Perhaps for yourself and many others the puzzle already looks solved. For young LGBTQ+ people it probably doesn’t. We rarely solve problems when we don’t know what they are. 

  • Map out your existing processes and working practice. Ask yourself ‘how do I do what I do?’. Identify individual steps that connect to form each complete process as you see it.

  • Consult with – and listen to – the groups who you are trying to include. Map process and needs as they see them. Establish continuous mechanisms to consult on this respectfully, mindful of their wider pressures. AIl identities and experiences are intersectional, make sure you are hearing representative perspective.
  • Once you understand your current process, along with people’s hopes and needs for change, identify the priorities and turn these into actions. Work collaboratively to take ownership for these actions. Create a plan for delivering these changes in a realistic but ambitious timeline. If something is working well, consider scaling the solution or applying elsewhere.

As we prepare to celebrate Pride Month 2024, I know I’m not alone when I see my queerness first and foremost as a source of immense love, joy, self-reflection and perspective. To me it is a gift.

So when we see rainbows in the workplace, let’s think about joy, community and the beauty of difference. Let’s also make sure we’re listening and allowing lived experience to lead us in helping to solve puzzles for others.

Reflective Challenge: How can we optimise the delivery of our core services to underrepresented groups?

We’d like to thank Chloe for writing this guest blog which is part of the Leading to Change Diversity Blog Series. We want to highlight and promote the voices and experiences of diverse leaders at all levels including those working at frontline / grassroots levels. We aim to celebrate diverse leaders who can act as role models for other aspiring, diverse leaders.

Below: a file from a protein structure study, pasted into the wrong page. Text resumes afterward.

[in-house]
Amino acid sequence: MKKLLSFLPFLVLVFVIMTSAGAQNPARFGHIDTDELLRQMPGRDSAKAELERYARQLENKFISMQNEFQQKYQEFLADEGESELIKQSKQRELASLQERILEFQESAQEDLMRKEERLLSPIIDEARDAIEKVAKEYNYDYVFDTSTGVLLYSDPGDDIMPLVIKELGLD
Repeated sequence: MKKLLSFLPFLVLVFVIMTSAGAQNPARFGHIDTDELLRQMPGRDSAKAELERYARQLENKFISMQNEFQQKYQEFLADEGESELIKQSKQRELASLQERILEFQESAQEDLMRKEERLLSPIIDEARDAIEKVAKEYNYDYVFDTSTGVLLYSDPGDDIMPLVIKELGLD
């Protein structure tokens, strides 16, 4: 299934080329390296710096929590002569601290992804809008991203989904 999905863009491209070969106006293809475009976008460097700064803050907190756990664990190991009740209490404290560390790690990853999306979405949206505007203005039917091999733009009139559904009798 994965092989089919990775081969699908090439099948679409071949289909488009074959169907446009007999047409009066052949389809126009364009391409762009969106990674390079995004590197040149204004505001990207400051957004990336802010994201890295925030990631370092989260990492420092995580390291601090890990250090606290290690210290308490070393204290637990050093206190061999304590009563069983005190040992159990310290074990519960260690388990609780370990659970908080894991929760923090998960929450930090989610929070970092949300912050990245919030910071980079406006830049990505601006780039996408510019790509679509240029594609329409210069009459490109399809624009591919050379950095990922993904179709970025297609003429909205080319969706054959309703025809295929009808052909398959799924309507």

Chloe Rose-Alex (She/her)

Chloe Rose-Alex (She/her)

LGBT Charter Development Officer at LGBT Youth Scotland

Chloe is a Diversity Equity & Inclusion specialist working at Scotland’s national charity for LGBTQ+ people aged 13-25. Through the LGBT Charter accreditation, she partners with charity, third sector and private sector organisations to guide them as they work to become LGBTQ+ inclusive. She combines her knowledge from a previous career in the private sector with experience and training in LGBTQ+ topics and youthwork.
Chloe has a deep interest in intersectional inclusion, inclusive workplaces & hiring practices, and reducing health inequalities for LGBTQ+ communities. She has confidence that through partnerships we can deliver positive practical change together at scale; working process by process to ensure that underrepresented communities have equitable access to services and opportunities.

All information regarding our contributors was correct at the time of publishing.